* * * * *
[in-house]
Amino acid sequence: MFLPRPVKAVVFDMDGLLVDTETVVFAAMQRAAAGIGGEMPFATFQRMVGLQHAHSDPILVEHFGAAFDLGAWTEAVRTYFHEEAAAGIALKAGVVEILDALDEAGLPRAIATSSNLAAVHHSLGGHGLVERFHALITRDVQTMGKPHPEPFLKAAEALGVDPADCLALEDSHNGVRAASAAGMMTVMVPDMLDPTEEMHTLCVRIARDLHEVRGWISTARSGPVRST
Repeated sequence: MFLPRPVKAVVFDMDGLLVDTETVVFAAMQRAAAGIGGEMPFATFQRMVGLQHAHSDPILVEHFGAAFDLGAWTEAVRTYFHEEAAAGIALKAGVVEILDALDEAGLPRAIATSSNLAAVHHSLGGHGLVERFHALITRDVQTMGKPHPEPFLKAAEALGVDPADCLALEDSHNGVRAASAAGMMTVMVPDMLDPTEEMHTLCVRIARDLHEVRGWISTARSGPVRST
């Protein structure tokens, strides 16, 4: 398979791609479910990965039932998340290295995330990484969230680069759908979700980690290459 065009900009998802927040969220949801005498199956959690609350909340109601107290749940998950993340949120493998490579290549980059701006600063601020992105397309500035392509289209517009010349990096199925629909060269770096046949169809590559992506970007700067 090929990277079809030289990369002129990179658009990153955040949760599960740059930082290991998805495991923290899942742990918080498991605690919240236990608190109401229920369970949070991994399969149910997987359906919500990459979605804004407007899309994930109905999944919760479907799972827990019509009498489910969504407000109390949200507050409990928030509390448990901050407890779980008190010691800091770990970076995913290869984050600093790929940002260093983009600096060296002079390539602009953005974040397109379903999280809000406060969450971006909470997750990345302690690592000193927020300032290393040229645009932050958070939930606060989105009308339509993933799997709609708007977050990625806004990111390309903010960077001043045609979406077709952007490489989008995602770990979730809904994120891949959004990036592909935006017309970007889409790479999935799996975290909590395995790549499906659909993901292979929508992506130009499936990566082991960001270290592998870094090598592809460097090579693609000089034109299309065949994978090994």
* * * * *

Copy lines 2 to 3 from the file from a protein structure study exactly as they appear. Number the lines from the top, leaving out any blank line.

Amino acid sequence: MFLPRPVKAVVFDMDGLLVDTETVVFAAMQRAAAGIGGEMPFATFQRMVGLQHAHSDPILVEHFGAAFDLGAWTEAVRTYFHEEAAAGIALKAGVVEILDALDEAGLPRAIATSSNLAAVHHSLGGHGLVERFHALITRDVQTMGKPHPEPFLKAAEALGVDPADCLALEDSHNGVRAASAAGMMTVMVPDMLDPTEEMHTLCVRIARDLHEVRGWISTARSGPVRST
Repeated sequence: MFLPRPVKAVVFDMDGLLVDTETVVFAAMQRAAAGIGGEMPFATFQRMVGLQHAHSDPILVEHFGAAFDLGAWTEAVRTYFHEEAAAGIALKAGVVEILDALDEAGLPRAIATSSNLAAVHHSLGGHGLVERFHALITRDVQTMGKPHPEPFLKAAEALGVDPADCLALEDSHNGVRAASAAGMMTVMVPDMLDPTEEMHTLCVRIARDLHEVRGWISTARSGPVRST